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Frontline Palbociclib Added to Letrozole Effective in Breast Cancer Regardless of Prior Therapy

Tony Hagen
Published Online:3:31 PM, Mon March 12, 2018

Richard S. Finn, MD
The results of the phase III PALOMA-2 study were presented at the 2018 Miami Breast Cancer Conference®. According to the deep analysis, the CDK 4/6 inhibitor palbociclib (Ibrance) showed significant efficacy in combination with the aromatase inhibitor letrozole (Femara) in the frontline setting of estrogen receptor (ER)-positive, HER2-negative, postmenopausal metastatic breast cancer.

The combination of palbociclib plus letrozole significantly improved median progression-free survival (PFS) versus placebo plus letrozole in the first-line setting for metastatic disease (24.8 versus 14.5 months; HR, 0.58; 95% CI, 0.46-0.72; P <.001). Investigators also concluded that palbociclib plus letrozole “consistently and significantly” prolonged median PFS compared to the placebo plus letrozole in all subgroups, regardless of prior adjuvant/neoadjuvant endocrine therapy or chemotherapy.

Median PFS in patients with prior endocrine therapy from the palbociclib-plus-letrozole group (n = 249) was 22.2 months versus 11.3 months for the placebo-plus-letrozole cohort (n = 126) (hazard ratio [HR], 0.53; 95% CI, 0.40-0.70). Objective response rate (ORR) was 33.7% versus 27.0%, respectively. The median PFS in the no-prior endocrine therapy group was 25.7 months for the palbociclib group (n = 195) versus 19.6 months for the control group (n = 96) (HR, 0.63; 95% CI, 0.44-0.90). The ORR rates were 52.8% and 44.8%, respectively.

Within the patients previously treated with chemotherapy, the median PFS was 22.4 months (n = 213) versus 13.7 months for the non-palbociclib group (n = 109) (HR, 0.53; 95% CI, 0.40-0.72). The ORRs were 36.2% versus 30.3%, respectively. In the no-prior chemotherapy subgroup, median PFS was 25.7 months (n = 231) versus 17.0 months (n = 113) (HR, 0.61; 95% CI, 0.44-0.84). ORR was 47.6% versus 38.9% for the palbociclib-plus letrozole versus control.

“In the subgroup analysis, we evaluated benefit based on prior endocrine and prior chemotherapy, both of which would have been given in the neoadjuvant or adjuvant setting," lead author of the subgroup analysis Richard Finn, MD, from the David Geffen School of Medicine at UCLA, told Targeted Oncology. "The take-home message is that regardless of these prior therapies, there is still a significant improvement in PFS with the addition of palbociclib to letrozole.” 

"Tolerability was similar across subgroups and was consistent with the known safety profile of palbociclib when combined with endocrine therapy," added the authors.

666 postmenopausal women enrolled in the study from February 2013 to July 2014 and were randomly assigned 2:1 to the palbociclib plus letrozole arm (n = 444) or the placebo plus letrozole arm (n = 222). Median age was between 58 and 65 years, and most of the patients were white (75%-81%) and non-Hispanic or Latino.

The most common of the prior endocrine therapies received by patients were tamoxifen (22%-84%), anastrozole (6%-23%), letrozole (4%-15%), and exemestane (2%-12%). The median average of the daily palbociclib dose was 125 mg across all subgroups; the median number of cycles was 18 versus 21 for those receiving prior endocrine therapy versus those who did not, and 19 versus 21 for prior chemotherapy versus without, respectively.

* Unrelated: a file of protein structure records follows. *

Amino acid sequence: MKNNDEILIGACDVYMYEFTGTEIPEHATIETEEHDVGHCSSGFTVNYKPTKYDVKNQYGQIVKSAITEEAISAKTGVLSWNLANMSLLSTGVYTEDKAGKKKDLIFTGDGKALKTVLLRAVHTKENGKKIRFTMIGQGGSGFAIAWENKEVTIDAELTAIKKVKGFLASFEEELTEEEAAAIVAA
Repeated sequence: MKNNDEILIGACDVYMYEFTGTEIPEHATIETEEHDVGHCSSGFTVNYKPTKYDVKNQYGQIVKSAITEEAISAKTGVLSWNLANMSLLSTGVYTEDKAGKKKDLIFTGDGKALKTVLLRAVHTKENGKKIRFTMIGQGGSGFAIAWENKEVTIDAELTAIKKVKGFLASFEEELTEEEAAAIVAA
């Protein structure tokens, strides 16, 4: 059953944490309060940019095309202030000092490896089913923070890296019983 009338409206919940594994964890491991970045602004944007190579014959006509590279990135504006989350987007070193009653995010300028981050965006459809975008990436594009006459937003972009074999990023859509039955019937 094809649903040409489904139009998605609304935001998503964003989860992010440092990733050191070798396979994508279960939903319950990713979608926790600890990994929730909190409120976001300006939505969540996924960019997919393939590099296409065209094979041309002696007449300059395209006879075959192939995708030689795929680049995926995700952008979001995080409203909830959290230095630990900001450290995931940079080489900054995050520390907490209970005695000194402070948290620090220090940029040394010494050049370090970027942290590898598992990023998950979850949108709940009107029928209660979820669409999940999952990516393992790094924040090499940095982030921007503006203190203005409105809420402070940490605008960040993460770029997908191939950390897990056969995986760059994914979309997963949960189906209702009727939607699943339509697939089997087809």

There was a clinical benefit rate of 81.5% (palbociclib) versus 66.7% (placebo) for the prior endocrine therapy patients, 89.2% versus 75.0% for no prior endocrine therapy, 81.7% versus 70.6% for prior chemotherapy, and 87.9% versus 69.9% for no prior chemotherapy.

Across the subgroups receiving palbociclib plus letrozole, the median duration of response was strongest among those with no prior therapy: 28.0 months for those with no prior endocrine therapy versus 22.5 months for pretreated patients, and 28.0 months for those with no prior chemotherapy versus 20.1 months for the pretreated group.

Investigators found tolerability to be consistent across all subgroups and in accordance with the known safety profile of palbociclib when combined with endocrine therapy. Neutropenia, infections, leukopenia, nausea, fatigue, and arthralgia (Table) were the most common treatment related adverse events (AEs).

Regardless of prior therapy or type of therapy if pretreated within all palbociclib plus letrozole groups, treatment emergent AEs of any grade leading to permanent discontinuation occurred in <10% of patients. All subgroups had permanent discontinuations due to grades 3 to 5 AEs ranged from 0.8% to 3.5%, and similar frequencies. There were no new/unexpected safety issues observed in the study.

Palbociclib has been investigated in several settings for patients with ER-positive advanced breast cancer. The CDK4/6 inhibitor has been approved in combination with an aromatase inhibitor as a frontline therapy and in combination with fulvestrant as a second-line therapy, both for postmenopausal women with HER2-negative, ER-positive metastatic breast cancer.

Table: Grades 3 to 5 Adverse Events
in Palbociclib-Plus Letrozole Subgroups
  Prior Endocrine Therapy Prior Chemotherapy
  Yes No Yes No
  n = 249 n = 195 n = 213 n = 231
Neutropenia 65.9% 67.2% 66.2% 66.7%
Infections 5.2% 8.2% 5.6% 7.4%
Leukopenia 24.9% 24.6% 29.1% 20.8%
Nausea 0 0.5% 0.5% 0
Fatigue 1.6% 2.1% 1.9% 1.7%
Arthralgia 0.8% 0.5% 0.5% 0.9%

Finn RS, Gelmon KA, Ettl J, et al. Impact of prior treatment on palbociclib plus letrozole efficacy and safety in patients with estrogen receptor-positive/human epidermal growth factor receptor 2-negative (ER+/HER2-) first-line advanced breast cancer: a PALOMA-2 subgroup analysis. Presented at the 35th Annual Miami Breast Cancer Conference® (MBCC); March 8-11, Miami Beach, FL. Abstract 591.

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